Thirty-six silkscreen prints developed during Pop Art’s seminal moments of creation are now at auction online.
Among them are Roy Lichtenstein’s first foray into screen printing in 1965, and Andy Warhol’s 1967 print of a ticket to the New York Film Festival.
“This is art history,” says Deb Ripley, senior specialist in contemporary art at artnet Auctions. “It’s the first time they’ve been exhibited as a group.”
All were created from 1963 to 1968 at Chiron Press in Manhattan’s Lower East Side by master printer Stephen Poleskie.
The print shop at 614 E. 11th St. was a primordial soup of sorts – a place where emerging artists could create a new kind of art from technology usually reserved for billboards and handbills.
“It’s not like they had fancy equipment in that studio,” she says. “There was a table to make prints and a clothesline to hang them up to dry. But the birthplace of Pop prints was at that table.”
Everything created there involved a time-consuming process. Stencils were cut by hand, and the screen mesh through which ink was squeegeed was truly silk. “That’s how they got those brilliantly saturated colors that are so emblematic of the Pop Movement,” she says.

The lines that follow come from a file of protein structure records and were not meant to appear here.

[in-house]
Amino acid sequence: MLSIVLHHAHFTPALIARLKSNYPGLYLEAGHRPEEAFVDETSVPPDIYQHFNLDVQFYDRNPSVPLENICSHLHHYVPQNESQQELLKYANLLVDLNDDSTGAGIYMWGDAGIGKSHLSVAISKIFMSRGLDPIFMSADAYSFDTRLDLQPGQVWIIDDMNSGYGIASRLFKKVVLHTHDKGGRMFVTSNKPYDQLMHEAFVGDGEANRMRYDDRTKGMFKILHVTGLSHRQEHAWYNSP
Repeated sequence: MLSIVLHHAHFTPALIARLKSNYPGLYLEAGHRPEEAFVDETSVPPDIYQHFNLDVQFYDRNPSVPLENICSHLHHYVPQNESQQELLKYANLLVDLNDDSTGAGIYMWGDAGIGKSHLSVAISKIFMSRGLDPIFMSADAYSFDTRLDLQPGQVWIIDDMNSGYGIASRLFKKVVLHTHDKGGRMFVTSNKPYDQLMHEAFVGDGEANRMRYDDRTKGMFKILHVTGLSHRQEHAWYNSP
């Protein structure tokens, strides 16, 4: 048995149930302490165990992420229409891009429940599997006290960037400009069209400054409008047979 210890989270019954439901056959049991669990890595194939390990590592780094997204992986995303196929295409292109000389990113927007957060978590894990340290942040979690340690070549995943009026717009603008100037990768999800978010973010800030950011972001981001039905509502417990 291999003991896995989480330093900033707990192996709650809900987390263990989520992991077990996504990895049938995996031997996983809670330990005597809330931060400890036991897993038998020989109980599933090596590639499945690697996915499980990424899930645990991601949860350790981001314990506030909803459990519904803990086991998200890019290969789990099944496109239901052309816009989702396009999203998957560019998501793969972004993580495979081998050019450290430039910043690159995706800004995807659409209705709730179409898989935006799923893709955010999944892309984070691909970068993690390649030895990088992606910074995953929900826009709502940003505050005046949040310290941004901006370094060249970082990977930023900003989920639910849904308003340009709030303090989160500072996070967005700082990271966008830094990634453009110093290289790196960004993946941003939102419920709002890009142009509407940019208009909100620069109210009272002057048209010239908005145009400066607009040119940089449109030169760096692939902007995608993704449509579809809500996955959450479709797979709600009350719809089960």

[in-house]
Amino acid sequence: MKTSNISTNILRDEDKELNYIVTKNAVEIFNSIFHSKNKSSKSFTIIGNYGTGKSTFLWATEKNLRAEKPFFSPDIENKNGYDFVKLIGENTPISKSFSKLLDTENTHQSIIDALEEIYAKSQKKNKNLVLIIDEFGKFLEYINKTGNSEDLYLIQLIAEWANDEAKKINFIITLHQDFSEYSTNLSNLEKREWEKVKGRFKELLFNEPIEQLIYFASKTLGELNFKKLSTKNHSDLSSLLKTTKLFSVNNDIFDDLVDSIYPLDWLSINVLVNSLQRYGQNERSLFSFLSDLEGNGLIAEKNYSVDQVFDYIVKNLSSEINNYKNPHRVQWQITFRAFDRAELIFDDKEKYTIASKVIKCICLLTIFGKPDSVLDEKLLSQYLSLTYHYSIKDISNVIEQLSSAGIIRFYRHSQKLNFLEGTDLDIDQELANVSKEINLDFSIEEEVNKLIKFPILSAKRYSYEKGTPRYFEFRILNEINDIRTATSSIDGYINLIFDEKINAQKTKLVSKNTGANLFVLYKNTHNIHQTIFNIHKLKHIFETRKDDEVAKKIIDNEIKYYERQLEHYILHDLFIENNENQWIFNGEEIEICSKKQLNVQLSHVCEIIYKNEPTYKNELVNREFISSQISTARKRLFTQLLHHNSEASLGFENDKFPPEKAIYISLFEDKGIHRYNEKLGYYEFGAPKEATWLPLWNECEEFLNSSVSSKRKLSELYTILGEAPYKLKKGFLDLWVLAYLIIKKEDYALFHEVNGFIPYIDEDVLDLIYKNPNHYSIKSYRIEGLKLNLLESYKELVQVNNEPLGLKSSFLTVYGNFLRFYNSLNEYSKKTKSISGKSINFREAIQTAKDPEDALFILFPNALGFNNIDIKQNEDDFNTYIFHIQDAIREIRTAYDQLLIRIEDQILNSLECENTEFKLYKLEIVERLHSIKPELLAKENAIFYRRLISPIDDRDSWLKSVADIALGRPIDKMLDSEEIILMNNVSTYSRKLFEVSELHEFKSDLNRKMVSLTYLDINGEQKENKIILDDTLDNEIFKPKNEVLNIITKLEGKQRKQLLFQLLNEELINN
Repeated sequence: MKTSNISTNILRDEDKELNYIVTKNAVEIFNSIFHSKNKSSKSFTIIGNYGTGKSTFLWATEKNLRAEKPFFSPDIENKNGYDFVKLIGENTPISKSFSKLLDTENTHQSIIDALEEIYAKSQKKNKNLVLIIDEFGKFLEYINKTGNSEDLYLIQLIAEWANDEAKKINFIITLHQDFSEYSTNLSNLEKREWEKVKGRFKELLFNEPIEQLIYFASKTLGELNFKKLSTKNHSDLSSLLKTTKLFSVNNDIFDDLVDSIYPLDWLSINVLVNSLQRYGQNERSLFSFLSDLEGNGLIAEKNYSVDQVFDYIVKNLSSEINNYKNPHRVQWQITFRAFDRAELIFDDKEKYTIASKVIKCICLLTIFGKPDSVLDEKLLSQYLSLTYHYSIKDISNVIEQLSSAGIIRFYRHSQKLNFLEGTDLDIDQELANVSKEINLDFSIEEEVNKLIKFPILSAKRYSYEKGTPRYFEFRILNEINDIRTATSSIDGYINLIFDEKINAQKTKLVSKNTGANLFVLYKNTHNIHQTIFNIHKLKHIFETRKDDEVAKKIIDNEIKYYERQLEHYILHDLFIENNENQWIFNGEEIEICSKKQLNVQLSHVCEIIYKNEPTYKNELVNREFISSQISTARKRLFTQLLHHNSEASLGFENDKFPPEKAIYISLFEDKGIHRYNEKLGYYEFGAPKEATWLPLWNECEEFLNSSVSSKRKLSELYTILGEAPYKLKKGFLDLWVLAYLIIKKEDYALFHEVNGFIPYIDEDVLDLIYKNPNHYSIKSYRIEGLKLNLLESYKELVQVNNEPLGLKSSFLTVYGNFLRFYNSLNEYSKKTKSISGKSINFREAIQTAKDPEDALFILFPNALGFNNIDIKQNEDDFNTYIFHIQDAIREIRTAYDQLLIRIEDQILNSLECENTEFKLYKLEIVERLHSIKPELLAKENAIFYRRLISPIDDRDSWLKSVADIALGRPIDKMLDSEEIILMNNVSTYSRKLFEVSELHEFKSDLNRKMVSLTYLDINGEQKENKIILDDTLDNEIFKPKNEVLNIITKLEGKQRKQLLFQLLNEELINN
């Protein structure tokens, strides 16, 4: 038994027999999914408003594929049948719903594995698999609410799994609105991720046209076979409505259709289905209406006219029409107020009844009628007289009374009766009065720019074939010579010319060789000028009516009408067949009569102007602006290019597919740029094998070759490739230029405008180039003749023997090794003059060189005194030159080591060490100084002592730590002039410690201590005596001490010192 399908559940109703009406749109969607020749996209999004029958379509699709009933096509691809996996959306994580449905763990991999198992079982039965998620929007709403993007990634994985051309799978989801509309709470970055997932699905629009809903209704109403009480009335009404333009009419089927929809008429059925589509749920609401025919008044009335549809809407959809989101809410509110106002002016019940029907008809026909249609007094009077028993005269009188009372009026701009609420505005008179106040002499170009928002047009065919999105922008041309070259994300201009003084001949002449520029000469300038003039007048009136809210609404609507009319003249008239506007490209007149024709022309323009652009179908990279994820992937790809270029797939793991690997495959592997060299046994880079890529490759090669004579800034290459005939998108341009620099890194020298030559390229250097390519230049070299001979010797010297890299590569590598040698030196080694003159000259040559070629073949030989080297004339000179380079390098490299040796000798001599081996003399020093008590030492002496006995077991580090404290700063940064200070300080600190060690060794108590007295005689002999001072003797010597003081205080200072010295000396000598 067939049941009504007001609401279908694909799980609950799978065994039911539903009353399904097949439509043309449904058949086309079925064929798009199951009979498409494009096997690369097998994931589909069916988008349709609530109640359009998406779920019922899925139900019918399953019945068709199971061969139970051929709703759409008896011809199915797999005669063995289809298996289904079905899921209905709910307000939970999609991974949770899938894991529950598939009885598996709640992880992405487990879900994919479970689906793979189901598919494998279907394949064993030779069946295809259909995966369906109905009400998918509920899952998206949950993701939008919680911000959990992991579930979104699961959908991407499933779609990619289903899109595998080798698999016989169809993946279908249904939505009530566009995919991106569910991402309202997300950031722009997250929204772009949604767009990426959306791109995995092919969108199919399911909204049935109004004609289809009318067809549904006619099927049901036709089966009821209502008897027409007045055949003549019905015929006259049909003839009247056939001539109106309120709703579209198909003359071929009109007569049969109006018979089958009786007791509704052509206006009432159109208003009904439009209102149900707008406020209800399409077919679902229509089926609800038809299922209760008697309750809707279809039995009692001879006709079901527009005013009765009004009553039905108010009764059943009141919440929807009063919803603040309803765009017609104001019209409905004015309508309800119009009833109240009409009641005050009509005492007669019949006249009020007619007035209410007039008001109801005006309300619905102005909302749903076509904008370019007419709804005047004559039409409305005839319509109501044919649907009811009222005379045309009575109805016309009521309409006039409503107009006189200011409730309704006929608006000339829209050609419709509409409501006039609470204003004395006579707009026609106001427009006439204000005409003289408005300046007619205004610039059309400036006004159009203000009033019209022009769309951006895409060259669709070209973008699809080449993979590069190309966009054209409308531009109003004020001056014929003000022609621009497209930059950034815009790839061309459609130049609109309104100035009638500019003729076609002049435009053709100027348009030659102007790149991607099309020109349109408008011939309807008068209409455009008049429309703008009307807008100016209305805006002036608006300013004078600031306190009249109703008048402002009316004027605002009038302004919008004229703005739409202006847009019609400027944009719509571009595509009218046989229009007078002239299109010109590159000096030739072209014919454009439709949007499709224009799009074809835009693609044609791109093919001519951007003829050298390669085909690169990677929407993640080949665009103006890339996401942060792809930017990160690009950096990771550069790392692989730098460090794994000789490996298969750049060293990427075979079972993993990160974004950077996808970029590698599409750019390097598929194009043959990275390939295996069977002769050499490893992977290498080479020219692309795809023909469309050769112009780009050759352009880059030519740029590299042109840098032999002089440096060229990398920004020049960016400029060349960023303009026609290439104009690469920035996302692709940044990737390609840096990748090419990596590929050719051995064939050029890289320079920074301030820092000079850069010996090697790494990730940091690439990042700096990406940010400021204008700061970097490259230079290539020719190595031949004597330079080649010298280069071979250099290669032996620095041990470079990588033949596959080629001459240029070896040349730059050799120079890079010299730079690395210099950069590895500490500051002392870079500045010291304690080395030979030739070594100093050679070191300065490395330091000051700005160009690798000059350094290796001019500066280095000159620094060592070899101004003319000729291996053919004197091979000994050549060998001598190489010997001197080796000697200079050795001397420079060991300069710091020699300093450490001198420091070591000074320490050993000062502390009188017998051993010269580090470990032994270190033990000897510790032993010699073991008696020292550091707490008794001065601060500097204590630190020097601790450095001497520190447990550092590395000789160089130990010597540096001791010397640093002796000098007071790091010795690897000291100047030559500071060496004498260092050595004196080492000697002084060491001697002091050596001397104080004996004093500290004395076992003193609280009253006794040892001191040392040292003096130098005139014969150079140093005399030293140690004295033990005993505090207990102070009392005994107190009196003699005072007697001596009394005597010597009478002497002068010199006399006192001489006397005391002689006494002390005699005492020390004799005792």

One Lichtenstein print in the auction is the first the artist ever made, and a gift to the printmaker. It’s a depiction of a brushstroke, and followed his earlier experimentation in painting with the same subject.
“It was like a Rebel Yell – that they were doing something completely different,” she says. “He was using an industrial technique to draw a dripping brushstroke. It’s machine-made, as if the artists were mass producers of products.”
In essence, Lichtenstein was taking the idea of the sacred, agonizing artist who worked in solitude, and turning it on its ear. Where fine artists were committed to carefully etching onto stone to turn out 30 to 40 lithographs, he was cutting stencils to create 300 to 400 prints.
Ripley anticipates that the Lichtenstein will sell for $12,000 to $18,000, while Warhol’s movie ticket could fetch between $7,500 to $8,500. Still there are plenty of lesser-priced prints, all a part of Poleskie’s collection.
“A lot of beginning collectors can jump in here,” she says. “Steve wanted the show to be accessible, so some are ridiculously cheap.”
And they offer a chance to own a piece of art history.
For more information, go to http://www.artnet.com/auctions/fts/?f=chiron/